Once I'd registered I was gently guided to a table festooned with t-shirts. What was going on? Apparantly this was the 25th running of the race and free t-shirts were being issued on a first-come first-served basis. The t-shirts have a picture of the Nine Standards and an abstract representation of the route. It was a really nice touch. A little later as we gathered in the market square the organiser said that we'd be starting a few minutes late due to the large number of entries. No matter, as this fell race out of any race I've ever done must have the most convenient public conveniences I've ever known, and many runners took the opportunity to wander the 5 yards from the Start to the loos. Well, it's something to do.

The organiser announced that we had a record-breaking field of 166 runners and a few seconds later 166 runners were trying to squeeze down a narrow staircase, alleyway then footbridge before things opened up. Roberta was here so I paused to put on my happy face, then started moving. I was feeling quite good and optomistic to doing a half-decent time. 166 runners; a lot of them would have hangovers and be once-a-year runners so maybe I'd get a decent position for once.

Shoe choice is tricky in this race. Half of it is on road, a bit is on trail, and a chunk is in on very squashy stuff. I'd opted for my mudrocs having read John Duff's report from last year, and I think it was the right choice. The Nine Standards appear quite quickly, and appear to get close quite rapidly, but just when they seem to be tantalisingly close, the going gets very soft, and the last mile up to the summit is hard going, especially as by this time the Fast Guys are hurtling back down in your face. I ran hard and steady, out and back, and as I closed down the last few miles I remember thinking that this was an eight mile race, and the distance was beginning to make itself felt.

Over the bridge, up the steps, and the final squeeze through the alleyway to the finish. I leaned against a wall trying to get my breath back, before turning to watch what I'd hoped would be a gratifyingly large number of runners crossing the line behind me. I was in for a shock. This was a quality field - 10 more runners and not many more minutes later, everyone was home. I looked at my time in horrified astonishment; despite running hard and steady, I was almost three minutes slower than two years' ago, when, much fitter, I'd managed to claw back more places and time after a scarily bumpy start. Must do better.

Morpeth New Years Day Road Race, 1st January

approx 11k

Alister Robson

Having overindulged yet again on New Years Eve I really couldn't face the prospect (and mud) of Captain Cooks again, particularly as I barely remember last years race. Having seen the photos of this years (There was a railway crossing?) I know I made the right decision to skip it and do the Sunderland parkrun New Years Day special instead. There were loads of other Striders and friends there, a great atmosphere and the biggest disappointment was my time, nearly 4 minutes off my previous best. Still nothing a McDonalds breakfast (or two) couldn't fix and it was up the motorway to the day's main event.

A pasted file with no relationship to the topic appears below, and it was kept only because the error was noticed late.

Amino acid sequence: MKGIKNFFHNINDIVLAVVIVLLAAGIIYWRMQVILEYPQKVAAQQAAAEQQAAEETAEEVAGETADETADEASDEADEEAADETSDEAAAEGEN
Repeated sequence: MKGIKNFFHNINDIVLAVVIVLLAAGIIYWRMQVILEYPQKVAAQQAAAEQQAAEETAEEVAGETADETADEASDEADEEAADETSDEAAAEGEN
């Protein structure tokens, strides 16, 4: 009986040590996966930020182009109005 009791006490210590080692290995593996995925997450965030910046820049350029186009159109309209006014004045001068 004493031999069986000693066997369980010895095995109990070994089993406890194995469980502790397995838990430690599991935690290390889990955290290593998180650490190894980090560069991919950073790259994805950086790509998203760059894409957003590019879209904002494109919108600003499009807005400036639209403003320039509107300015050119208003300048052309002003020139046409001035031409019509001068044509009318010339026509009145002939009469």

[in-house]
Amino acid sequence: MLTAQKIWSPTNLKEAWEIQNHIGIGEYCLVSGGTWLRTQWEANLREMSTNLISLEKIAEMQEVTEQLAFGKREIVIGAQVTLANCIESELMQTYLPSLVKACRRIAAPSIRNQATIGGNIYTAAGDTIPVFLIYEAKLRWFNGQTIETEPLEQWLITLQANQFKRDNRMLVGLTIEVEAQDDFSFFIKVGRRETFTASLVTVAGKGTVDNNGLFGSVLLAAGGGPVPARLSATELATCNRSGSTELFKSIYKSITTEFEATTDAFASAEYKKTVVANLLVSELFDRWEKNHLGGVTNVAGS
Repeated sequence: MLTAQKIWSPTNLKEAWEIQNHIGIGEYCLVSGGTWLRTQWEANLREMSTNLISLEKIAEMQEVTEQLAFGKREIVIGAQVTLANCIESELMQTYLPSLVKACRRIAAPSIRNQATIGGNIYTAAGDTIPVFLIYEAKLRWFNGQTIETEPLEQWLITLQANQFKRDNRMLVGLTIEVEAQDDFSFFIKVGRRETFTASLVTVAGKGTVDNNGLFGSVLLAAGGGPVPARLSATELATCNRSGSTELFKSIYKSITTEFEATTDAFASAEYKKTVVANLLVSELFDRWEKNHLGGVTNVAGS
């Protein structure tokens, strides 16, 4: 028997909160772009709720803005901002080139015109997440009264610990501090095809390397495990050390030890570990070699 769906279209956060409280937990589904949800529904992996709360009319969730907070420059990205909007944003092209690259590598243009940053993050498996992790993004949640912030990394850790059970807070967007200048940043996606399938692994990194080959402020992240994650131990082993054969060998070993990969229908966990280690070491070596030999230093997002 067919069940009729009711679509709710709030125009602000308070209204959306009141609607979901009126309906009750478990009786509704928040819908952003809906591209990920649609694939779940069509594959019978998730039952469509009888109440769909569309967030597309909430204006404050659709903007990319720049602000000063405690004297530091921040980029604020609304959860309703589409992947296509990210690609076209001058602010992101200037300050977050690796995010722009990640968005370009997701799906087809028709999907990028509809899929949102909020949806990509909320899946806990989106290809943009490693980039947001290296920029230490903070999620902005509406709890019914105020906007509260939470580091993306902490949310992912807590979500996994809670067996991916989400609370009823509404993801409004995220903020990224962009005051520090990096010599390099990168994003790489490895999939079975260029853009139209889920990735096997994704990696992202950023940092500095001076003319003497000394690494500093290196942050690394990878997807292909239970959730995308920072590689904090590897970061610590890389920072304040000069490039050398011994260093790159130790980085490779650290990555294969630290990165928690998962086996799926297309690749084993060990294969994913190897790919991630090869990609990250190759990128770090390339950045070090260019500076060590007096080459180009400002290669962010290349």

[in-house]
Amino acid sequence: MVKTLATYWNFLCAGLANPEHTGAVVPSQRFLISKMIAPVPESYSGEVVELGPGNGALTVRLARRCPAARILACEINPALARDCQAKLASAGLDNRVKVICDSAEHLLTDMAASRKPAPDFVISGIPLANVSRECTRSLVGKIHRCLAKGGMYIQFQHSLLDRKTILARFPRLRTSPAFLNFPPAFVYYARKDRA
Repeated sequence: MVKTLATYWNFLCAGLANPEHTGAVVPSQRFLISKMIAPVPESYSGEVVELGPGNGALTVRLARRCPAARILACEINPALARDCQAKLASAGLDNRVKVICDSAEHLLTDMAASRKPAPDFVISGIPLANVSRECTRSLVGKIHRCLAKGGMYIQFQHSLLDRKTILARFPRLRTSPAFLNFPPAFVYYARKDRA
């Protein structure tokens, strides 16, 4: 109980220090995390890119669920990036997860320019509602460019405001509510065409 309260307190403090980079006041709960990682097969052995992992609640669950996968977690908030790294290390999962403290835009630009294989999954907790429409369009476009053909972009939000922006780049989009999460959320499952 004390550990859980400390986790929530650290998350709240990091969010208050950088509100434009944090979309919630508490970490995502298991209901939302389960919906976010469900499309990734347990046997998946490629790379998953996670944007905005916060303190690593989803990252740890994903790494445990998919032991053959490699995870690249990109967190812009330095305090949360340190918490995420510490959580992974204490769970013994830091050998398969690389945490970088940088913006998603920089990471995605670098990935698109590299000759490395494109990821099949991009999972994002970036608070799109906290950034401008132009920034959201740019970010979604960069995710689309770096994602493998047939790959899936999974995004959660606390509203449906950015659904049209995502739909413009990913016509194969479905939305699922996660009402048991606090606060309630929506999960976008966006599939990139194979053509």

Jacquie (still driving, thankfully) and I found Morpeth Rugby Club and the Race HQ and registered in plenty of time. Well I did anyway. Jacquie thought better of it. Fiona was there too as well as a smattering of familiar faces from other road races - perhaps it was the missing faces at other events the same day that disorientated me?

This race in it's present form is relatively new, but has an illustrious history. The Morpeth (originally from Morpeth to Newcastle), as it was simply known, began in 1904 and ran until it's centenary year of 2004 before the cost of road closures and increasing safety measures caused it to be changed.

The course itself was surprisingly tough, starting with a short downhill it quickly climbs and keeps climbing for the first 3 or 4 miles. Eventually you reach the road which I think is the only part of the course shared with early August's Tuesday night Morpeth 10k, and from there and down past the Piramal factory it was all downhill to the finish. Well, almost. At about 6 miles there's a short sharp rise to the top of a hill in a beautiful park (obviously my first thought was, "Ooh this is nice, could you fit a parkrun course in?"), then a last few hundreds yards on surprisingly dry grass to the finish line.

We went back to the race HQ for the presentation and a nice cup of coffee, but it looked like they had a bit of an issue with the results so we didn't hang on for the presentations, which I now regret as I think Fiona must have won her age category. A cracking run and great value with friendly marshals. I didn't see a water station though which I guess you might want to be aware of. Yet more choice for next New Year's Day...